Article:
Resources:

Autoimmune Association: https://autoimmune.org/

Office on Women’s Health: https://www.womenshealth.gov/a-z-topics/autoimmune-diseases

Autoimmune Wellness: https://autoimmunewellness.com/opt-in/

Want to Promote Lasting, Healthy Weight Loss? Support Your Gut.
By Aimee McNew

References:

  1. Rose NR. Prediction and prevention of autoimmune disease in the 21st century: A review and preview. Am J Epidemiol. 2016;183(5):403–6
  2. Angum F, Khan T, Kaler J, Siddiqui L, Hussain A. The Prevalence of Autoimmune Disorders in Women: A Narrative Review. Available from: https://www.ncbi.nlm.nih.gov/pmc/articles/PMC7292717/
  3. Autoimmune Diseases [Internet]. Nih.gov. [cited 2021 Nov 20]. Available from: https://www.niehs.nih.gov/health/topics/conditions/autoimmune/index.cfm
  4. Autoimmune Diseases [Internet]. Clevelandclinic.org. [cited 2021 Nov 20]. Available from: https://my.clevelandclinic.org/health/diseases/21624-autoimmune-diseases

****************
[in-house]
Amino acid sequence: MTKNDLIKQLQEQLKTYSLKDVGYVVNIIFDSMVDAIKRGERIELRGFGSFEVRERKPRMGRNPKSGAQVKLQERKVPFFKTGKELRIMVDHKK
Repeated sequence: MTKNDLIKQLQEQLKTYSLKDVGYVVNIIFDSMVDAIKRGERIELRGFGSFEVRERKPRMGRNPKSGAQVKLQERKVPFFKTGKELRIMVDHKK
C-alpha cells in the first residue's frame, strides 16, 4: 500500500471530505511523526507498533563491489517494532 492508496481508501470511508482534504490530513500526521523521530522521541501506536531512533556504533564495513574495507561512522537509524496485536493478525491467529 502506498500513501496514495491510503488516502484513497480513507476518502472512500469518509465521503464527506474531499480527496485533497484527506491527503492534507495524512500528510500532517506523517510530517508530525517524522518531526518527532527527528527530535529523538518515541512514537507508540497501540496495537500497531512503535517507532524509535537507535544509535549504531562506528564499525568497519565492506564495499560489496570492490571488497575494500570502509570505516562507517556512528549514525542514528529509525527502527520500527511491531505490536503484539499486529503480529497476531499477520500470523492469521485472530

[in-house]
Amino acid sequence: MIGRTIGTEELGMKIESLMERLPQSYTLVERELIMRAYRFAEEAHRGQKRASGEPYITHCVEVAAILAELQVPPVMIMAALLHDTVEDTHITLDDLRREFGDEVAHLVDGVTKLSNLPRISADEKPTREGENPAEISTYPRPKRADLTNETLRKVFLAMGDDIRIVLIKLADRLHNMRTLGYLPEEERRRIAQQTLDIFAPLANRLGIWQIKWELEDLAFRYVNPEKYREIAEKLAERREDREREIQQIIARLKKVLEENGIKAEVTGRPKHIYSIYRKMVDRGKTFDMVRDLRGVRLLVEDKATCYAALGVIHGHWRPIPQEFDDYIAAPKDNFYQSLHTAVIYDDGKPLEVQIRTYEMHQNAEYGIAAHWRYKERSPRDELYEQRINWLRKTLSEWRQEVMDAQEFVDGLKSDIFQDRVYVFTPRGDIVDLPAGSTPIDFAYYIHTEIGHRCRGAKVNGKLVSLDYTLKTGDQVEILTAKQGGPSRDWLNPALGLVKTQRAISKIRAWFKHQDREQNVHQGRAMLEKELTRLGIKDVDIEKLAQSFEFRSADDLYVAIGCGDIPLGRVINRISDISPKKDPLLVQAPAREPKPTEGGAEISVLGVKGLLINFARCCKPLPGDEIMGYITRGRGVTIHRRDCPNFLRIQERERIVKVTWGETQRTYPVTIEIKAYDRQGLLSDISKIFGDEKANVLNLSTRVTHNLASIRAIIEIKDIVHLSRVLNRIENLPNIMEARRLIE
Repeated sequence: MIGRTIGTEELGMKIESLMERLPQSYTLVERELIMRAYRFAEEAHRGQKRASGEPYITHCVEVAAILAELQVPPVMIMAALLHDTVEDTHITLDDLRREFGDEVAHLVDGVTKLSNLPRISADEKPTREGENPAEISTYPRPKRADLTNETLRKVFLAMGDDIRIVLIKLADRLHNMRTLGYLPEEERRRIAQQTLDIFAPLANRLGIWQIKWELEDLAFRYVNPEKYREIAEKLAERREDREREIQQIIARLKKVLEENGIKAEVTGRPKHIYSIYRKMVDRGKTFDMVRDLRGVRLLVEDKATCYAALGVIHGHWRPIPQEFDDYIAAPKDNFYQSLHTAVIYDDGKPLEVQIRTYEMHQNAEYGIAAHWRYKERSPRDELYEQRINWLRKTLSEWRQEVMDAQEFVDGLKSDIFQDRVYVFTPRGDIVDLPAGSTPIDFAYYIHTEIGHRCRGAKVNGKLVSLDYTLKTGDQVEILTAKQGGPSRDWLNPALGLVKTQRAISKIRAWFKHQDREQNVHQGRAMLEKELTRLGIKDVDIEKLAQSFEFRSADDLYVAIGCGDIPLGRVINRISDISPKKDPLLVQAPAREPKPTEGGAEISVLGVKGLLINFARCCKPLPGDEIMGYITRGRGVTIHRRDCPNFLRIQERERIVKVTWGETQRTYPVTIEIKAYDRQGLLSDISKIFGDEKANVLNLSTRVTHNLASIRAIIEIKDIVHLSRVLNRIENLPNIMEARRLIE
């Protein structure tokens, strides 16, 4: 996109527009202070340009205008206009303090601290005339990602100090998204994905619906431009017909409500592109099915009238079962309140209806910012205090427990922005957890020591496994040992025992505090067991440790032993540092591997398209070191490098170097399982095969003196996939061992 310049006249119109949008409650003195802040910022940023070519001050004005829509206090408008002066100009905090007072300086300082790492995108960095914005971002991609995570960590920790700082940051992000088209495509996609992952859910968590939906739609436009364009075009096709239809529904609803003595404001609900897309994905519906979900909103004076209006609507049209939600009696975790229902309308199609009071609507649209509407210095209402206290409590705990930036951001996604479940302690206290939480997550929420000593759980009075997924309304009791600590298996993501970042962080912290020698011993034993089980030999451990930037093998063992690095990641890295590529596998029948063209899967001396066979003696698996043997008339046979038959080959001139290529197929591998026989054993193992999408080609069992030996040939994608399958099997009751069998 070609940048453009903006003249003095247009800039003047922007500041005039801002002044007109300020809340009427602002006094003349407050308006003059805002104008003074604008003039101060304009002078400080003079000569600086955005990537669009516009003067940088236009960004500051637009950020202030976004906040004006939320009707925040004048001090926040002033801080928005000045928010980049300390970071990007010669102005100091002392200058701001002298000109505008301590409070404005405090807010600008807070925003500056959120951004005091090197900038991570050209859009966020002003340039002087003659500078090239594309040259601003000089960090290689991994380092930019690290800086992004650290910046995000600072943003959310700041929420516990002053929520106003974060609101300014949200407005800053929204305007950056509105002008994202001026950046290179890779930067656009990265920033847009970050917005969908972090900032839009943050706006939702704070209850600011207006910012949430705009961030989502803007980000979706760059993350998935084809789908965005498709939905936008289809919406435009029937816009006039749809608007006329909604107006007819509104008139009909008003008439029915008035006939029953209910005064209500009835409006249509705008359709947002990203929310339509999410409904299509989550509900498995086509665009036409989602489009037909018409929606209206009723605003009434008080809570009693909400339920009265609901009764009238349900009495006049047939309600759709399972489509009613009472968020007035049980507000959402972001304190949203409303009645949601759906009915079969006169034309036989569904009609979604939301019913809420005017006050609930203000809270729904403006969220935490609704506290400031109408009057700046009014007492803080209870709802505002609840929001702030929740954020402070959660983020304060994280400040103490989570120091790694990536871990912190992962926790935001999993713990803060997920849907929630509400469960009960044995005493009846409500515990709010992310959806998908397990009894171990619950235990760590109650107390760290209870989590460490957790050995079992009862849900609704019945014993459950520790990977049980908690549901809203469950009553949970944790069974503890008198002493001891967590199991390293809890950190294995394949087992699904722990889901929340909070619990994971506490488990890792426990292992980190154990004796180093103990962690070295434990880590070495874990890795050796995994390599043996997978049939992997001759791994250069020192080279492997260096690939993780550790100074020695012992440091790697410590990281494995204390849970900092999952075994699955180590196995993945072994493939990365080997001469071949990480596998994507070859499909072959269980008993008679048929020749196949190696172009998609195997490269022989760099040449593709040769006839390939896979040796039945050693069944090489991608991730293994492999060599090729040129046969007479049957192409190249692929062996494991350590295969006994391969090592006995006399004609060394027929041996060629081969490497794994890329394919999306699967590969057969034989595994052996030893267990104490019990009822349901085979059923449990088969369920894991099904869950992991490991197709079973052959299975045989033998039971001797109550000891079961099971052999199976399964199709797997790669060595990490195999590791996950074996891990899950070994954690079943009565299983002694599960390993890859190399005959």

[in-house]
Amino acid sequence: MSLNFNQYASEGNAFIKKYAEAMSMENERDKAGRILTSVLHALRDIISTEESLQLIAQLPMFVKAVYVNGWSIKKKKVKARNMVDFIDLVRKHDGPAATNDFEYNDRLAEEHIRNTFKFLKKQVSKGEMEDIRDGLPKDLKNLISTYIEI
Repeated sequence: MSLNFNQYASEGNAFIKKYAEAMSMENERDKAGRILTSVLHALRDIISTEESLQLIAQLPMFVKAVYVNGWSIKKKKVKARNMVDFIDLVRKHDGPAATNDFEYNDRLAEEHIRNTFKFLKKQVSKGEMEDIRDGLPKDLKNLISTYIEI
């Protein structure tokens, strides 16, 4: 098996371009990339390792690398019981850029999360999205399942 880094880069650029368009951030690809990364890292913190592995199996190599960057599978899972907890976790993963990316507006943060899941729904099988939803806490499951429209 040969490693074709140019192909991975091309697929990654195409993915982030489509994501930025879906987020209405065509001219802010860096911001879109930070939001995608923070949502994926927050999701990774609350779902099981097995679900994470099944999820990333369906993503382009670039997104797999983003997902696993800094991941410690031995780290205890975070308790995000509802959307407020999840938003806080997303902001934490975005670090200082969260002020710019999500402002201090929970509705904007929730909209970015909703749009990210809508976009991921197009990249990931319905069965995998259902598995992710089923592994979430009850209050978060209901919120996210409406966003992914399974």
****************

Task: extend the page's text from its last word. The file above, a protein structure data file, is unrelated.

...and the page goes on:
5. What is an elimination diet [Internet]. Eatright.org. [cited 2021 Nov 20]. Available from: https://www.eatright.org/health/allergies-and-intolerances/food-intolerances-and-sensitivities/what-is-an-elimination-diet
  6. Leech B, McEwen B, Sekyere EO. Diet, digestive health, and autoimmunity: The foundations to an autoimmune disease food pyramid—part 2. Altern Complement Ther. 2020;26(4):158–67.
  7. Fletcher J. AIP diet: What is it and what can you eat? [Internet]. Medicalnewstoday.com. 2020 [cited 2021 Nov 20]. Available from: https://www.medicalnewstoday.com/articles/320195
  8. Vieira SM, Pagovich OE, Kriegel MA. Diet, microbiota and autoimmune diseases. Lupus. 2014;23(6):518–26.
  9. Stojanovich L, Marisavljevich D. Stress as a trigger of autoimmune disease. Autoimmune Rev. 2008;7(3):209–13.
  10. Petre A, MS, (nl) RD. AIP (Autoimmune Protocol) diet: Overview, food list, and guide [Internet]. Healthline.com. 2020 [cited 2021 Nov 20]. Available from: https://www.healthline.com/nutrition/aip-diet-autoimmune-protocol-diet
  11. James Burgin. The Autoimmune Paleo Diet [Internet]. Mindd.org. [cited 2021 Nov 20]. Available from: https://mindd.org/diet/autoimmune-paleo-diet/